Then, from the point of view of businesses, we will analyse the future drivers of development and growth, with a focus on whether and where it is to be measured, and on the limits, if any, it may have. The question of new business models in an increasingly digital economy is intriguing. Can we expect innovation in this area, with disruptive entrepreneurship flourishing? The local government faces a challenge to find a model that combines wise empathy with effective action. Therefore, in-depth consideration should be given to social innovation in the context of the search for a new management paradigm, embedding both the ideas of solidarity and performance. The answer to the question about crisis management and lessons learned for the future will be interesting. What is the position of the local government, given the inevitable need to economise (limited revenues), to pursue public tasks when the aspirations of the citizens are constantly growing? Perhaps an option is to reorient the processes and, drawing on the experience of the business sector, build competency models, calculate and track costs more closely, and be bolder in switching to remote work. The organisational and mental reconstruction of public institutions is of key importance. With a view to using the existing potential in the best possible way, human resources should be assigned tasks based on competencies understood as knowledge, skills and attitudes, combined with talents and professional experience. In the new model, accountability will rely not on the time spent, readiness to perform activities, but on delivery and outcomes.

Last but not least, there will be the debate about culture, an inseparable part of our Congress. Noteworthy, it was the Eastern Partnership Culture Congress in 2011 that inaugurated the practice of Lublin congress meetings “between the East and the West”. Challenges and problems in this area are plenty: How to perform and deliver in a time when funds earmarked for culture are bound to be limited? Which strategies should be pursued by cities which have bet on cultural tourism as one of the drivers of growth? Culture feeds on personal encounters, openness and spontaneity, how then to create a unique artistic proposition or a compelling experience in the virtual world? We will see it ourselves during the Congress through participation in cultural events, featuring a formula of streaming music and visual projects, contemporary art exhibitions via the Steam platform or literary meetings, all to feed inspiring discussions about not only the pandemic but also political circumstances and developments of today. Renowned cultural institutions of Lublin have undertaken to organize innovative projects, including the Centre for Culture, the Workshops of Culture and the Labirynt Gallery.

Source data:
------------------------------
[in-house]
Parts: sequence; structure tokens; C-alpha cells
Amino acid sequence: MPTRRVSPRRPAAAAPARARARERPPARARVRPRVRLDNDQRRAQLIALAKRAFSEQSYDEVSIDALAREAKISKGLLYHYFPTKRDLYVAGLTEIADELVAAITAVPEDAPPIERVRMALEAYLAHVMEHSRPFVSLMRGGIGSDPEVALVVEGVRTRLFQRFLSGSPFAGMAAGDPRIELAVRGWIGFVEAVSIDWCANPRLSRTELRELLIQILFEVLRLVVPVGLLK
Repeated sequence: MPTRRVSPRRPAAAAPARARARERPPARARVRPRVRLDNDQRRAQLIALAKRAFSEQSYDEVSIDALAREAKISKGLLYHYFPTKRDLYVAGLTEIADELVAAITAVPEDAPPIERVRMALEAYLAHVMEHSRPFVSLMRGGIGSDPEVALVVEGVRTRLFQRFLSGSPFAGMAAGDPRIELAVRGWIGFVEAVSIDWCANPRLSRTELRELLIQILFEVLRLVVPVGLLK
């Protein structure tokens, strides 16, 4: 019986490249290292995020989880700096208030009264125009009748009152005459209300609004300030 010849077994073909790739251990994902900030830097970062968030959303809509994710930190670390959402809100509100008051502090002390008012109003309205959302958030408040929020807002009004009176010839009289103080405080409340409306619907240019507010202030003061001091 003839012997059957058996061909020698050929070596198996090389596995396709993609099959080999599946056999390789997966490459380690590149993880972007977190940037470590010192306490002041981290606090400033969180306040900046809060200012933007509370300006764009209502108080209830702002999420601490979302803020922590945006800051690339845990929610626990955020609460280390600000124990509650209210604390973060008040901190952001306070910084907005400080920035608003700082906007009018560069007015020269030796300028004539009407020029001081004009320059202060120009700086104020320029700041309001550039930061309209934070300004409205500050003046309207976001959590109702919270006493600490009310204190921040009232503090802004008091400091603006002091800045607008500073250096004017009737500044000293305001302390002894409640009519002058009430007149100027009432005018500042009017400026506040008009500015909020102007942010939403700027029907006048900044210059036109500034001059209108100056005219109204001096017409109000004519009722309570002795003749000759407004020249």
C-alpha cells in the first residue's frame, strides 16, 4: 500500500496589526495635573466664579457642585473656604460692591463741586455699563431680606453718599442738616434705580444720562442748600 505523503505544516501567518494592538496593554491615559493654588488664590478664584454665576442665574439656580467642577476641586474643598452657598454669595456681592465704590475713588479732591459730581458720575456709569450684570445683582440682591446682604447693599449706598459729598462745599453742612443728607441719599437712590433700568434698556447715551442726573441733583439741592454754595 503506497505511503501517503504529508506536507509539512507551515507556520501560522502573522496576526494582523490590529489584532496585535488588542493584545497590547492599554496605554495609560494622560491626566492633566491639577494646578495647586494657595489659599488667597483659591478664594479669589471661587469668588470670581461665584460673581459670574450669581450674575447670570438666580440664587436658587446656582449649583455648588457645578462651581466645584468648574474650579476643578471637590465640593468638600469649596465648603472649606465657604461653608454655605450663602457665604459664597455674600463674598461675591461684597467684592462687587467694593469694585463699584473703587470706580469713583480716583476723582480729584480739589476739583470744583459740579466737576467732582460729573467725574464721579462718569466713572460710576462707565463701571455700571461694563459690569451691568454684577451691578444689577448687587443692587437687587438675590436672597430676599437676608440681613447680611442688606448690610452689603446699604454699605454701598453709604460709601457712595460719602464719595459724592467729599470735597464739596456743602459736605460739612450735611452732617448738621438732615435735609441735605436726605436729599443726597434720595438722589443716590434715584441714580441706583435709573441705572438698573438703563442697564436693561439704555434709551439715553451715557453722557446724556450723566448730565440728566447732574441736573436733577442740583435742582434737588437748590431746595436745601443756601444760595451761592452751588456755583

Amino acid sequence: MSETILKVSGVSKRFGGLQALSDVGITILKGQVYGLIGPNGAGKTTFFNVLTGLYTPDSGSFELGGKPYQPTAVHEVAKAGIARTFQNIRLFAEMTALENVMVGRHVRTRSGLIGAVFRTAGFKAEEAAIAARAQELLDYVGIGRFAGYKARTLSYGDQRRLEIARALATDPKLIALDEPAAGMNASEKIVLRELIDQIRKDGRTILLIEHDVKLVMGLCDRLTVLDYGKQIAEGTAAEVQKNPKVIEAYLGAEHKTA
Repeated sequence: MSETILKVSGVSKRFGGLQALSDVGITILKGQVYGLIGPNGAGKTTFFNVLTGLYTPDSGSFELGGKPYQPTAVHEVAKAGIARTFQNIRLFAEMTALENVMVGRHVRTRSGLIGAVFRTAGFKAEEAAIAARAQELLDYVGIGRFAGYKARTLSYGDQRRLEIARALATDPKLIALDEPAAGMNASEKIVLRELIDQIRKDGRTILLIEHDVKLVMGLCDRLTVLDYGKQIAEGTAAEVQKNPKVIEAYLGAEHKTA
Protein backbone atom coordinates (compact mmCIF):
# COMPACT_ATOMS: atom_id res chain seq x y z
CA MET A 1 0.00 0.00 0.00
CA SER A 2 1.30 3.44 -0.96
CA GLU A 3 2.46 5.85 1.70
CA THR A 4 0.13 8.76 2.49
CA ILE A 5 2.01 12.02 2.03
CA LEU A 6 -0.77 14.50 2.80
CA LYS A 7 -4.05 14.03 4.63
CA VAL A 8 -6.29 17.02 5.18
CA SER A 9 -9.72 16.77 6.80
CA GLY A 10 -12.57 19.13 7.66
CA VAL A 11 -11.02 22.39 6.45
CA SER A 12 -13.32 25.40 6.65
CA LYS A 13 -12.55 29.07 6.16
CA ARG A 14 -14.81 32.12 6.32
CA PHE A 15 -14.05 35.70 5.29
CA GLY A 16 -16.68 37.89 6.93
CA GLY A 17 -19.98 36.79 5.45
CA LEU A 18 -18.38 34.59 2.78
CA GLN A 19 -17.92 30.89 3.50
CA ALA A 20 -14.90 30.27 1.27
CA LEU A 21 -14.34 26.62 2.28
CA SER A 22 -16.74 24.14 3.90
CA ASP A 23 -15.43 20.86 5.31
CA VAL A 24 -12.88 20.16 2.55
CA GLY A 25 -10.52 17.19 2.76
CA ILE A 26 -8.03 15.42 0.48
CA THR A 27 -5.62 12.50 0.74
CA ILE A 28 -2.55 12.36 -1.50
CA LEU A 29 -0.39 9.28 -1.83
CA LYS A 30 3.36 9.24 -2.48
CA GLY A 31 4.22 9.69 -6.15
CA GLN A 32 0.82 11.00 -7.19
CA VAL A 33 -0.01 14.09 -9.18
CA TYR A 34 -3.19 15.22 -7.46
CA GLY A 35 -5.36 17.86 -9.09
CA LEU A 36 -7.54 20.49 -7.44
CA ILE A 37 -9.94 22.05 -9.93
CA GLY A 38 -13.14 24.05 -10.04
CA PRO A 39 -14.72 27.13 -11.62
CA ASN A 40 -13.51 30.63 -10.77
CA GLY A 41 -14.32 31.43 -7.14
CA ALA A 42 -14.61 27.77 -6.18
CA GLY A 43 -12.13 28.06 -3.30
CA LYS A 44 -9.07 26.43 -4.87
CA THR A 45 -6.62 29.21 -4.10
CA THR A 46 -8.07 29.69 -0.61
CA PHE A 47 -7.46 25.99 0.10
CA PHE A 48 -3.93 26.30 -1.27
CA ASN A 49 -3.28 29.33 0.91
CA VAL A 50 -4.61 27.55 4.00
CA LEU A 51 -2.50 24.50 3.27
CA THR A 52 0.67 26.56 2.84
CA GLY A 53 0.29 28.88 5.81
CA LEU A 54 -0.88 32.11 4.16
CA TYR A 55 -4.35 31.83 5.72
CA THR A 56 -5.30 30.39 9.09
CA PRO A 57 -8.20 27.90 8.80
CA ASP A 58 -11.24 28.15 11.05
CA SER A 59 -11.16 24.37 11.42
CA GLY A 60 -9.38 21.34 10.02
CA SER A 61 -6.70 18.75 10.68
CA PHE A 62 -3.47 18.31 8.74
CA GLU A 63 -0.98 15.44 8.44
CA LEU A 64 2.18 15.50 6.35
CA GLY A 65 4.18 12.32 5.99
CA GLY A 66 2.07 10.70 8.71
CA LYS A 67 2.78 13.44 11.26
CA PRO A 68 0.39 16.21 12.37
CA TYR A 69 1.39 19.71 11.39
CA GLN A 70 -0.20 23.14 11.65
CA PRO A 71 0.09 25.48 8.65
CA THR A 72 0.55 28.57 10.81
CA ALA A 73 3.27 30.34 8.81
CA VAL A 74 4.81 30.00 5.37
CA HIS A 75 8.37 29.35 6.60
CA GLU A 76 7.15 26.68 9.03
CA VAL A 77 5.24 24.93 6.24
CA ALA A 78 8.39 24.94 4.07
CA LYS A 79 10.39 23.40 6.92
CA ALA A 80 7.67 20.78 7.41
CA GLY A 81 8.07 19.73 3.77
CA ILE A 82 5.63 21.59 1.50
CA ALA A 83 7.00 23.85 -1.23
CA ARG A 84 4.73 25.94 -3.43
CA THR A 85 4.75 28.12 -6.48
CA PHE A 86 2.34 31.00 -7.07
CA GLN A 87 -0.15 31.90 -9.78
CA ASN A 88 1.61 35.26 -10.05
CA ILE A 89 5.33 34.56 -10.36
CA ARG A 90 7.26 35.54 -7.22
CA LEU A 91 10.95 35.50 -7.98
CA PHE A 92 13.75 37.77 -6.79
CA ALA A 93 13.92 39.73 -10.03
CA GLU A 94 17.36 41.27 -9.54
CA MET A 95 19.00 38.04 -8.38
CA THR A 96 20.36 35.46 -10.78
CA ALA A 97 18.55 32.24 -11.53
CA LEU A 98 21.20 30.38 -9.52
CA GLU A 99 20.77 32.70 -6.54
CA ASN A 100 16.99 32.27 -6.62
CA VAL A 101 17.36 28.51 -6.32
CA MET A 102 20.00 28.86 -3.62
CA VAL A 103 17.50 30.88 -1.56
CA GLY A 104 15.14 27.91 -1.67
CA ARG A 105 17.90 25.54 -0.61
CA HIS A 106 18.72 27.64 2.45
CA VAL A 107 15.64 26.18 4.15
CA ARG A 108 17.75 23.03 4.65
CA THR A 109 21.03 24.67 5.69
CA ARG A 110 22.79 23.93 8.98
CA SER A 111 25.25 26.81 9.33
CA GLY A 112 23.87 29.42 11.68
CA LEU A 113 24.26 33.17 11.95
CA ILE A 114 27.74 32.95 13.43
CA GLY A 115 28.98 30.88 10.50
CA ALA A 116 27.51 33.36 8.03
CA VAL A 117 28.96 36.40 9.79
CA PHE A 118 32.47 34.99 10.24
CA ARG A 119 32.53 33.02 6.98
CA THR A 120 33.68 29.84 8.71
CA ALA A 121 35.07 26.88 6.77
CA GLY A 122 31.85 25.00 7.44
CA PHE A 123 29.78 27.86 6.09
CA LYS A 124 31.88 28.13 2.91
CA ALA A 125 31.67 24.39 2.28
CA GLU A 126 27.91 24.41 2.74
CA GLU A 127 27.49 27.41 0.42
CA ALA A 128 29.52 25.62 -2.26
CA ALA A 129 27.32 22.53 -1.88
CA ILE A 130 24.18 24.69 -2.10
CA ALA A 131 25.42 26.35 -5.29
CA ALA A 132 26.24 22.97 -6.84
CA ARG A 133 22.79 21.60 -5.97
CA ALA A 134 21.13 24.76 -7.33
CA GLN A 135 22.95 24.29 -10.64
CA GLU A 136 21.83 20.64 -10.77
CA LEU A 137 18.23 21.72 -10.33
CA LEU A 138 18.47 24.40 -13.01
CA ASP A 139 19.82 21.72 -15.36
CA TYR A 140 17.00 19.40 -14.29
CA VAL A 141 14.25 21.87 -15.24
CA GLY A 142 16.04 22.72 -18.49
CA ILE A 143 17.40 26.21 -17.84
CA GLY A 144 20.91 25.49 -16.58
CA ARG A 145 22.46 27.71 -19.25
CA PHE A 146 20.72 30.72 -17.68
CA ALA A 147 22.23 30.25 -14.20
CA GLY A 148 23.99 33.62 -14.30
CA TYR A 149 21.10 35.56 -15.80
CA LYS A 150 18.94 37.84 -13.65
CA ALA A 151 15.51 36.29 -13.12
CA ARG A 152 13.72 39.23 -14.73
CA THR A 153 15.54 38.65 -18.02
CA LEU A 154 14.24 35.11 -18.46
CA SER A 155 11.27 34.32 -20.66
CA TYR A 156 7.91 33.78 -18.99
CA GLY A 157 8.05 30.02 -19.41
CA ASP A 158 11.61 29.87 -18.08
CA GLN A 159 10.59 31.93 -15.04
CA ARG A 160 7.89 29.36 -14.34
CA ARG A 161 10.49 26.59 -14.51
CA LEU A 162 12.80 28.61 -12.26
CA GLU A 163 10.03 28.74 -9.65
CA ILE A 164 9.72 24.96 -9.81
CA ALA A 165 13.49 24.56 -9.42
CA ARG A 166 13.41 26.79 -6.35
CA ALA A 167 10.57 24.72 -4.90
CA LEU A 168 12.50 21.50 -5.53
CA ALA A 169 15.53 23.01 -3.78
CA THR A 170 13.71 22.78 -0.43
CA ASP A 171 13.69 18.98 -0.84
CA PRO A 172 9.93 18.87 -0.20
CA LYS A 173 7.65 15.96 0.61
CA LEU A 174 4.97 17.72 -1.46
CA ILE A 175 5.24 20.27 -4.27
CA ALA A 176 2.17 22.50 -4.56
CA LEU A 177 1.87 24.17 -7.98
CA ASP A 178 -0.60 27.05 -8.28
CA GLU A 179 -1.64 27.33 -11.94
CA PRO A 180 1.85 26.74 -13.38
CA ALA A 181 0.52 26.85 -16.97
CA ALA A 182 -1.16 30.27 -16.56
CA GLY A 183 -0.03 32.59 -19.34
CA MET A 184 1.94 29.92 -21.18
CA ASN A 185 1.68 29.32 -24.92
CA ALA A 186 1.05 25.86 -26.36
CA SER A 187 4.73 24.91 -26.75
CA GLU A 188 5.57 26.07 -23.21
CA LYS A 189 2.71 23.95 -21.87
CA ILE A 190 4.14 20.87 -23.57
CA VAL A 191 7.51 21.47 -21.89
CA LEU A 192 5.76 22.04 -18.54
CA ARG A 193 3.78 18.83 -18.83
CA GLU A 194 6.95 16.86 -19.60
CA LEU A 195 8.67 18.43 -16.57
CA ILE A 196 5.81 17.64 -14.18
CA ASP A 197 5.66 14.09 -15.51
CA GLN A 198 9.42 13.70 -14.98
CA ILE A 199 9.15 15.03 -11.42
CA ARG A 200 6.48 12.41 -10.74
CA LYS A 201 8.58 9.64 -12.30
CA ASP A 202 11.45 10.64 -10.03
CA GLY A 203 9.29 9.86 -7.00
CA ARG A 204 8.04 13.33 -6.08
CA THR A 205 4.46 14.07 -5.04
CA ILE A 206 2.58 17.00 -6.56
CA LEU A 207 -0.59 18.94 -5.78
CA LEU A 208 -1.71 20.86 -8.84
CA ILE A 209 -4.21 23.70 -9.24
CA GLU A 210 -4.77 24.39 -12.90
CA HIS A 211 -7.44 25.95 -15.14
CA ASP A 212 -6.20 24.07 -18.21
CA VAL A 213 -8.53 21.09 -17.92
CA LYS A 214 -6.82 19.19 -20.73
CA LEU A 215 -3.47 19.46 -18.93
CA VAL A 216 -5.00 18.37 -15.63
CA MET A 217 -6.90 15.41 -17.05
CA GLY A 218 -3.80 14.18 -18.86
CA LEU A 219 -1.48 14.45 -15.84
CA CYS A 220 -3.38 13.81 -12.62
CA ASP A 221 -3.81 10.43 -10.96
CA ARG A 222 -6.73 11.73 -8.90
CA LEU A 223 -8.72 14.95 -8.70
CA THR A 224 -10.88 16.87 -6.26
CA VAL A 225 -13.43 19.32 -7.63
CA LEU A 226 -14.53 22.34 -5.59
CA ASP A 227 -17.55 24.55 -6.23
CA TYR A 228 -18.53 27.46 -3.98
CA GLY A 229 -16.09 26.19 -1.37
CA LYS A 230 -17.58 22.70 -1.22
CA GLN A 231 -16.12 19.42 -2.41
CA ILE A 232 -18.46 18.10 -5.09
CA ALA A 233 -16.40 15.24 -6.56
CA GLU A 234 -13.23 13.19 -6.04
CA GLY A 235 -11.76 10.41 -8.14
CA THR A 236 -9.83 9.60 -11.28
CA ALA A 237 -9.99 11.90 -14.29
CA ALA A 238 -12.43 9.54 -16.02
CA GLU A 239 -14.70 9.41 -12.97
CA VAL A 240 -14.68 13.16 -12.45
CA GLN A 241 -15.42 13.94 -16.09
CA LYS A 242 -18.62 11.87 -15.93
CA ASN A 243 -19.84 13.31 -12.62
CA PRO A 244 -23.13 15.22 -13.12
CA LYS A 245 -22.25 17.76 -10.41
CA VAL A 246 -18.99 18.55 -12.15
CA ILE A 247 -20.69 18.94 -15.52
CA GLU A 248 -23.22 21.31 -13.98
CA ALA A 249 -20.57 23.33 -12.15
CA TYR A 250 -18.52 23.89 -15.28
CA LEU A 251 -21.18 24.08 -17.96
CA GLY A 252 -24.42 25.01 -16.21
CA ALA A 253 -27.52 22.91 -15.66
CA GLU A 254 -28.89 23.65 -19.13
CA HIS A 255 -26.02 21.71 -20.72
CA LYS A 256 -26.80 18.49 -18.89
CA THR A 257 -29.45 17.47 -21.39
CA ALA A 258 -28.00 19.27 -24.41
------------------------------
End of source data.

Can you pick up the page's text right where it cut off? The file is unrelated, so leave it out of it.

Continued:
The City of Lublin from above, from the album “Szlaki Lublina” / Marcin Tarkowski

At the Congress, we want to discuss the key questions of the present time – how to reconcile openness to people, change and new technologies and responsibility for safety? It is a question about a new understanding of participation, both externally, from citizens, and internally, one that would maximise the use of resources within organisations, while empowering employees in the decision-making and strategy-building processes. In extremely difficult times, it is tempting to organise the decision-making process arbitrarily, behind the curtain, on behalf of citizens but without their actual participation. In the era of disruption and uncertainty, it is key that citizens clearly understand the complexities, the imperative to economise, the grounds of prioritisation (why we choose that investment and delay another, which institutions are considered “inferior” in funds allocation, etc.).

In view of these questions, this year we are organising a meeting of Councillors from various European cities. It is important to learn their perspectives on the current priorities and what problems their citizens are raising. The input from the two sides, the executive power (presidents/mayors) and local lawmakers (councillors) will provide a valuable outlook on the present situation and future challenges. Although we will find ourselves in a different, virtual space, we want to keep those components of the Congress that have always testified to its values, i.e. the Grant Fair, the Partners’ Forum and the Best Practice Contest. The Fair offers opportunities to learn about the options to source funds from selected support programs. The Partners’ Forum is a networking platform for organisations looking for partners in international projects. Networking in the remote formula is a big challenge, but with prior recruitment, it makes unique encounters possible.

An essential component of the Congress is the Best Practice Contest initiative, which will promote the most outstanding solutions for dealing with the effects of the COVID-19 pandemic in five categories: Local government, culture and tourism, education, social assistance, and entrepreneurship. We want to showcase a broad landscape of original practices and innovative solutions. The invitation to take part in the Contest is extended to local governments, civil and community organisations, informal groups, schools, universities and businesses. The prize will be the CROSS-BORDER COOPERATION CONGRESS LUBLIN 2020 BEST PRACTICE TITLE, with a broad-reach promotion of the winners.

For more information visit: www.kongres.lublin.eu / www.facebook.com/Kongres.Lublin.EU